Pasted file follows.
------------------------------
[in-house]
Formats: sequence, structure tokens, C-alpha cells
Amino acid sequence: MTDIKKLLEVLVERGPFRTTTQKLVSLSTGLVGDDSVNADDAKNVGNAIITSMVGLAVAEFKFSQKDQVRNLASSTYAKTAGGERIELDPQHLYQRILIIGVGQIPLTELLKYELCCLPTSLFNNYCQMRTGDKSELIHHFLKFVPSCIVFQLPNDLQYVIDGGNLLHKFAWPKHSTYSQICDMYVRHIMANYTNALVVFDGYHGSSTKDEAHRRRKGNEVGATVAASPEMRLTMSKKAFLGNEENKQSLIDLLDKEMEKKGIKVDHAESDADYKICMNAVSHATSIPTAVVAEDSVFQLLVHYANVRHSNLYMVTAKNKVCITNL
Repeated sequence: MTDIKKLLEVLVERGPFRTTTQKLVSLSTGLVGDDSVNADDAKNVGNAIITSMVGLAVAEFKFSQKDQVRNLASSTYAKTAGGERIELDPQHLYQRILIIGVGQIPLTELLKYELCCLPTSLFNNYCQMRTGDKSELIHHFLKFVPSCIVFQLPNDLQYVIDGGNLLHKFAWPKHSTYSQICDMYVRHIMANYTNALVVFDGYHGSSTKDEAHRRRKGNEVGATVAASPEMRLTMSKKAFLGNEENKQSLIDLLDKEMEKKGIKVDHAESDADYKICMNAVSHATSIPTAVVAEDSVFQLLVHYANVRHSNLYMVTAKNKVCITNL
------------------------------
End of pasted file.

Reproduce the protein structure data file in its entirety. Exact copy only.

[in-house]
Formats: sequence, structure tokens, C-alpha cells
Amino acid sequence: MTDIKKLLEVLVERGPFRTTTQKLVSLSTGLVGDDSVNADDAKNVGNAIITSMVGLAVAEFKFSQKDQVRNLASSTYAKTAGGERIELDPQHLYQRILIIGVGQIPLTELLKYELCCLPTSLFNNYCQMRTGDKSELIHHFLKFVPSCIVFQLPNDLQYVIDGGNLLHKFAWPKHSTYSQICDMYVRHIMANYTNALVVFDGYHGSSTKDEAHRRRKGNEVGATVAASPEMRLTMSKKAFLGNEENKQSLIDLLDKEMEKKGIKVDHAESDADYKICMNAVSHATSIPTAVVAEDSVFQLLVHYANVRHSNLYMVTAKNKVCITNL
Repeated sequence: MTDIKKLLEVLVERGPFRTTTQKLVSLSTGLVGDDSVNADDAKNVGNAIITSMVGLAVAEFKFSQKDQVRNLASSTYAKTAGGERIELDPQHLYQRILIIGVGQIPLTELLKYELCCLPTSLFNNYCQMRTGDKSELIHHFLKFVPSCIVFQLPNDLQYVIDGGNLLHKFAWPKHSTYSQICDMYVRHIMANYTNALVVFDGYHGSSTKDEAHRRRKGNEVGATVAASPEMRLTMSKKAFLGNEENKQSLIDLLDKEMEKKGIKVDHAESDADYKICMNAVSHATSIPTAVVAEDSVFQLLVHYANVRHSNLYMVTAKNKVCITNL